From our initial review of Tawkon:
The purpose of Tawkon’s app is to provide the user with an indication—or “prediction” as they call it—of the radiation level being emitted by the iPhone. This level changes based on environmental conditions, distance from cell towers, and even the manner in which the device is held. To illustrate: the iPhone’s antenna is located at the bottom of the device. If the user cradles the phone too tightly in the palm, the antenna has to work harder, thereby increasing radiation.
The 3GS models have improved chipsets, so radiation would be lower on them compared to previous versions, and Tawkon takes this into considering when calculating its prediction.
Tawkon for BlackBerry is available for download today, at a cost of $9.99. The biggest difference between the iPhone version and the Blackberry version, is that the latter is able to run in the background. All calls are automatically monitored without the user needing to proactively engage Tawkon (as was the case for the iPhone app we reviewed).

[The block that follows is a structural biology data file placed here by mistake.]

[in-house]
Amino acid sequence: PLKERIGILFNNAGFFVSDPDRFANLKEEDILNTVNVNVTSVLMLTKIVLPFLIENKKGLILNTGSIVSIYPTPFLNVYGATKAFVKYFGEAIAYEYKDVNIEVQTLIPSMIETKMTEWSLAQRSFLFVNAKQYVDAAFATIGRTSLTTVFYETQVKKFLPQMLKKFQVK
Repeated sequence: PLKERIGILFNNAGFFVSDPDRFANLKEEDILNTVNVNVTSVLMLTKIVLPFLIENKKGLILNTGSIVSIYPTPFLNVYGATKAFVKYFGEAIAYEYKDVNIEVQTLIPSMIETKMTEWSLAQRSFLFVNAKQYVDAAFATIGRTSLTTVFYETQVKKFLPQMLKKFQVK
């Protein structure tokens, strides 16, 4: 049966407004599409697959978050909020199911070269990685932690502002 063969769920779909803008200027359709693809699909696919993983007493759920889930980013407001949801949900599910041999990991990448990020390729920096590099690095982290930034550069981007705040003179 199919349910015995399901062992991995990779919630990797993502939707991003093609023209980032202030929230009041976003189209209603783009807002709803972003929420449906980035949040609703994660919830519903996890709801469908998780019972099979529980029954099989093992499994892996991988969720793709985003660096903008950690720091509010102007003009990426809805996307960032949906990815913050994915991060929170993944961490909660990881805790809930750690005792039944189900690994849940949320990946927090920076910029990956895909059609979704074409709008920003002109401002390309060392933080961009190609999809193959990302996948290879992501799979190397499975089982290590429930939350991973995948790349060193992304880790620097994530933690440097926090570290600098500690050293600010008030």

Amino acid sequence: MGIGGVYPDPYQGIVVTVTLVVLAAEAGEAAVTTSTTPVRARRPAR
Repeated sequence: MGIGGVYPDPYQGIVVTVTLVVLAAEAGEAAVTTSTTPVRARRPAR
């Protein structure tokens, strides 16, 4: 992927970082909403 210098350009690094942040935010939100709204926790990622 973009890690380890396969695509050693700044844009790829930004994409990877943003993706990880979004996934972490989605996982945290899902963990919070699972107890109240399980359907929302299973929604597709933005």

Once running, a small icon on the main screen provides constant indication of the current radiation level. A green icon means all is fine and a yellow indicates a moderate radiation level. A red icon means there’s a high level of radiation, in which case the Tawkon app will prompt to use precautionary measures such as to distance the phone from your body while making a call.
TechCrunch’s initial review of Tawkon created a wave of interest for the iPhone app, along with additional frustration at Apple’s rejection of it. It seems this did not go unnoticed by the good folks at 1 Infinite Loop, who reached out to the Tawkon team and invited them in to the HQ. Gil Friedlander, Tawkon’s CEO, gave us his impressions:
“Apple definitely saw the media and user interest in tawkon. They’ve been very positive about working together with us to open undocumented APIs to get tawkon on the App Store. It’s been quite a ride – through a series of exploratory phone calls and a very productive meeting with Philip Shoemaker [Director of Application Technology] and his team at their Cupertino headquarters.
The iPhone team complimented our app, and we’re now optimistic that we’ll get onto the App Store. Now we just really need to show Apple that people want the opportunity to use their phone responsibly with minimal exposure to radiation when necessary.”
You can help Takwon makes a stronger case to Apple, by joining their petition, here.